Advocacy is an emergent dimension of teacher leadership, given its growing importance in shaping policy and facilitating reform efforts in American K-12 education. In 2014, the National Academies called for advancing advocacy-based activities and leadership among K-12 science, technology, engineering, and mathematics (STEM) teachers, who are presently understudied. The purpose of this embedded single-case case study was to explore STEM teachers’ development of self-efficacy in advocacy for STEM education. Contextualizing the case, participants consisted of 11 STEM teacher leaders who were part of the STEM Teacher Ambassadors (STA) program, a year-long advocacy-focused leadership development fellowship program, jointly sponsored by the National Science Teaching Association and National Council of Teachers of Mathematics. Employing case study research methodology, primary data were collected using semi-structured interviews, while secondary data were sourced via focus group interview and documents to triangulate interview data. Utterances (i.e., participant statements, groups of statements, or segments of statements) from transcribed data were coded a priori and analyzed via four constructs of self-efficacy theory: enactive master experiences, vicarious experiences, verbal persuasion, and emotional arousal. Results revealed 157 utterances coded to self-efficacy building within STEM education advocacy. Findings suggest that STEM teacher leaders’ participation in professional development programs that specifically focus on development of policy knowledge and advocacy activities help to develop and sustain STEM teacher leaders’ advocacy self-efficacy, given that participating teachers have numerous opportunities to fully engage in mastery experiences in STEM education advocacy. Implications and recommendations for policy and suggestions for further studies are discussed.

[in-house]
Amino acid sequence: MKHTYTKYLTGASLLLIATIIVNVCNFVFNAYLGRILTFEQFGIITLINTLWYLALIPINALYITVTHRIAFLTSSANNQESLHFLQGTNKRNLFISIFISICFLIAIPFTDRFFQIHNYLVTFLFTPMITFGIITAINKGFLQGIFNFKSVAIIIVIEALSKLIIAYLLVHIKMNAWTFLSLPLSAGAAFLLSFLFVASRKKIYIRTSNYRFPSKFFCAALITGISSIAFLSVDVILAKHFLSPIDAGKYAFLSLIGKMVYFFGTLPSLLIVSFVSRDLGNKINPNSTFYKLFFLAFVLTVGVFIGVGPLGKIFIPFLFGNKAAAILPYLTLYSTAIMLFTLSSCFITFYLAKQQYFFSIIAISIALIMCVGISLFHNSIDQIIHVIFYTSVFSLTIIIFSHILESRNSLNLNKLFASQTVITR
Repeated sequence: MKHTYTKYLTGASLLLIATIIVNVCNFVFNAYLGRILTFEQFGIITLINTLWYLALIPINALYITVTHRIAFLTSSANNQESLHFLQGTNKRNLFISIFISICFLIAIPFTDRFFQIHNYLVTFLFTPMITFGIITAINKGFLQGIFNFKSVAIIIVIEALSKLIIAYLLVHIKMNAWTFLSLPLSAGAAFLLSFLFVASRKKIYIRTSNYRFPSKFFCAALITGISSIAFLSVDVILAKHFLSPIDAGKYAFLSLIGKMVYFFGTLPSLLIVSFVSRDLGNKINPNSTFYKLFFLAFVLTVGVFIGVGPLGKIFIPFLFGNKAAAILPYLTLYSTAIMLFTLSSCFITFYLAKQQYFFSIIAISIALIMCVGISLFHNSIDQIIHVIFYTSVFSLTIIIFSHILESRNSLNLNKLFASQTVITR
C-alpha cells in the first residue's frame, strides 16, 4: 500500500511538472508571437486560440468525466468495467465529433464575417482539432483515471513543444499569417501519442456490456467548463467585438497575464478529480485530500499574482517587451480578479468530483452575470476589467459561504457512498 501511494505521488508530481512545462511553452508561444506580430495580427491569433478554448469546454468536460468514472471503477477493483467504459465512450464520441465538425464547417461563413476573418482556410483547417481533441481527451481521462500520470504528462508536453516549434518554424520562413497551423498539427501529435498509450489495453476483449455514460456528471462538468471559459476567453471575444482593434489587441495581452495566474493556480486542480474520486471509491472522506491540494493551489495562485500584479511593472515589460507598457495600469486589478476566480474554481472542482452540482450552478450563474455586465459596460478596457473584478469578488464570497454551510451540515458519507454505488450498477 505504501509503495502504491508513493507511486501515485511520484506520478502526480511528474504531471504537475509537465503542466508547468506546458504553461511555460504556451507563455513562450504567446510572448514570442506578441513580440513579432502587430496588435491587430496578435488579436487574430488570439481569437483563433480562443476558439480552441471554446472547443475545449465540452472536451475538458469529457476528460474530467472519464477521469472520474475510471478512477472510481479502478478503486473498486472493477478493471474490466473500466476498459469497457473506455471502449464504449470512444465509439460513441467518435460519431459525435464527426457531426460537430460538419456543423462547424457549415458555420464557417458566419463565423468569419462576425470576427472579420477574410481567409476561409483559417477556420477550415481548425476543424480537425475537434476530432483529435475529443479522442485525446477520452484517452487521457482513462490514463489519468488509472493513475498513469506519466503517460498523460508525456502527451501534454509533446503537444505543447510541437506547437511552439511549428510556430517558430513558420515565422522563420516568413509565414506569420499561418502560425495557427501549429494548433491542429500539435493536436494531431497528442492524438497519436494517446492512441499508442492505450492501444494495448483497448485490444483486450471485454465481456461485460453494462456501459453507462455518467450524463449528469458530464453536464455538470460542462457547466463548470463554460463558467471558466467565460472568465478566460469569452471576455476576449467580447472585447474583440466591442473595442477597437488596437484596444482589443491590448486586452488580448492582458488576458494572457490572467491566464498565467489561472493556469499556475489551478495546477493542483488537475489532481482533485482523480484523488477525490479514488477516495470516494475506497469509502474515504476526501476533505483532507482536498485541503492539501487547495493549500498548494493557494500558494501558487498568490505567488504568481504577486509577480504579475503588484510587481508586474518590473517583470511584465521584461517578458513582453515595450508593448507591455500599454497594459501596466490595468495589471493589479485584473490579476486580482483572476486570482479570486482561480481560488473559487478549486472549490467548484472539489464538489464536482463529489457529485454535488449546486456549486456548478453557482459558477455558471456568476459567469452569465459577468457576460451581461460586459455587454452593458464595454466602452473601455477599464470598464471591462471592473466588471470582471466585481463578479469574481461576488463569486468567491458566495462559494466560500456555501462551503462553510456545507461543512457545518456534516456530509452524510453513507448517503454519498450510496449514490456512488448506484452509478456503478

|Journal||International Journal of Science and Mathematics Education|
|State||Accepted/In press - 2021|
- Case study
- Teacher leadership